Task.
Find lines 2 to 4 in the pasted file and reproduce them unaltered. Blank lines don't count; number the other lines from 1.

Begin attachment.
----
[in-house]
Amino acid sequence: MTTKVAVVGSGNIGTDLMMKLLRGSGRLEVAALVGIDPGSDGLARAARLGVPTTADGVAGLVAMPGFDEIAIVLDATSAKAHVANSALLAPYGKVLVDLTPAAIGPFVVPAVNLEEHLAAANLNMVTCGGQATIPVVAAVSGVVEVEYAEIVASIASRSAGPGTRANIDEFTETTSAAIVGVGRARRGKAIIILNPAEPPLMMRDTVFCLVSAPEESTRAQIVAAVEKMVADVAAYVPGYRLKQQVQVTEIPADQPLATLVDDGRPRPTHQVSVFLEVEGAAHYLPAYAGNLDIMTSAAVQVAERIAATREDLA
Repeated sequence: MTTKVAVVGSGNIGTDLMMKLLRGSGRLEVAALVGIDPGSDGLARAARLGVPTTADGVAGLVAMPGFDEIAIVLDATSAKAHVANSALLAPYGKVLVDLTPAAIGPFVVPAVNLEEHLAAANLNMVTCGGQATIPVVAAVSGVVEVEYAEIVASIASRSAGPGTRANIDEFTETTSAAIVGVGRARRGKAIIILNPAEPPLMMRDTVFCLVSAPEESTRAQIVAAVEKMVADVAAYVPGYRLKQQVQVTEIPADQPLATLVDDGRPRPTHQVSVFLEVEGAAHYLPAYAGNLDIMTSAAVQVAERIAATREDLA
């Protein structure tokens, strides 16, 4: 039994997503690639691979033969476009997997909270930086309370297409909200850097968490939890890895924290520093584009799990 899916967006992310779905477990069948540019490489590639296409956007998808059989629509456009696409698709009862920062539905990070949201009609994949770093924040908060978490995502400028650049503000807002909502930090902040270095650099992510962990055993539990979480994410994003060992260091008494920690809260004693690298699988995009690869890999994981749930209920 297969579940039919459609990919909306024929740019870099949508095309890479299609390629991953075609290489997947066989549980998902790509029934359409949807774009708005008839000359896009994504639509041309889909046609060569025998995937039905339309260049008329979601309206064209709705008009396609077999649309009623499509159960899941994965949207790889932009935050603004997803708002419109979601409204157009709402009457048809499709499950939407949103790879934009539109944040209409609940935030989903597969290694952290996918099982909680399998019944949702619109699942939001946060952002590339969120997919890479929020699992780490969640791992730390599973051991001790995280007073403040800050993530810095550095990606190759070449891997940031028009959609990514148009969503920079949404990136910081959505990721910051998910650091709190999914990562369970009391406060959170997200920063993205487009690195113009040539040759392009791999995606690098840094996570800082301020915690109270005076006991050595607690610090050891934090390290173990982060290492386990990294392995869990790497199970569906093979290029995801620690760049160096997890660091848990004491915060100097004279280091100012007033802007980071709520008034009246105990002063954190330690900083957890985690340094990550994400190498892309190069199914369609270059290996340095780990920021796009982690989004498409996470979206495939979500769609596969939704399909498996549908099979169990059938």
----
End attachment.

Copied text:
Amino acid sequence: MTTKVAVVGSGNIGTDLMMKLLRGSGRLEVAALVGIDPGSDGLARAARLGVPTTADGVAGLVAMPGFDEIAIVLDATSAKAHVANSALLAPYGKVLVDLTPAAIGPFVVPAVNLEEHLAAANLNMVTCGGQATIPVVAAVSGVVEVEYAEIVASIASRSAGPGTRANIDEFTETTSAAIVGVGRARRGKAIIILNPAEPPLMMRDTVFCLVSAPEESTRAQIVAAVEKMVADVAAYVPGYRLKQQVQVTEIPADQPLATLVDDGRPRPTHQVSVFLEVEGAAHYLPAYAGNLDIMTSAAVQVAERIAATREDLA
Repeated sequence: MTTKVAVVGSGNIGTDLMMKLLRGSGRLEVAALVGIDPGSDGLARAARLGVPTTADGVAGLVAMPGFDEIAIVLDATSAKAHVANSALLAPYGKVLVDLTPAAIGPFVVPAVNLEEHLAAANLNMVTCGGQATIPVVAAVSGVVEVEYAEIVASIASRSAGPGTRANIDEFTETTSAAIVGVGRARRGKAIIILNPAEPPLMMRDTVFCLVSAPEESTRAQIVAAVEKMVADVAAYVPGYRLKQQVQVTEIPADQPLATLVDDGRPRPTHQVSVFLEVEGAAHYLPAYAGNLDIMTSAAVQVAERIAATREDLA
């Protein structure tokens, strides 16, 4: 039994997503690639691979033969476009997997909270930086309370297409909200850097968490939890890895924290520093584009799990 899916967006992310779905477990069948540019490489590639296409956007998808059989629509456009696409698709009862920062539905990070949201009609994949770093924040908060978490995502400028650049503000807002909502930090902040270095650099992510962990055993539990979480994410994003060992260091008494920690809260004693690298699988995009690869890999994981749930209920 297969579940039919459609990919909306024929740019870099949508095309890479299609390629991953075609290489997947066989549980998902790509029934359409949807774009708005008839000359896009994504639509041309889909046609060569025998995937039905339309260049008329979601309206064209709705008009396609077999649309009623499509159960899941994965949207790889932009935050603004997803708002419109979601409204157009709402009457048809499709499950939407949103790879934009539109944040209409609940935030989903597969290694952290996918099982909680399998019944949702619109699942939001946060952002590339969120997919890479929020699992780490969640791992730390599973051991001790995280007073403040800050993530810095550095990606190759070449891997940031028009959609990514148009969503920079949404990136910081959505990721910051998910650091709190999914990562369970009391406060959170997200920063993205487009690195113009040539040759392009791999995606690098840094996570800082301020915690109270005076006991050595607690610090050891934090390290173990982060290492386990990294392995869990790497199970569906093979290029995801620690760049160096997890660091848990004491915060100097004279280091100012007033802007980071709520008034009246105990002063954190330690900083957890985690340094990550994400190498892309190069199914369609270059290996340095780990920021796009982690989004498409996470979206495939979500769609596969939704399909498996549908099979169990059938």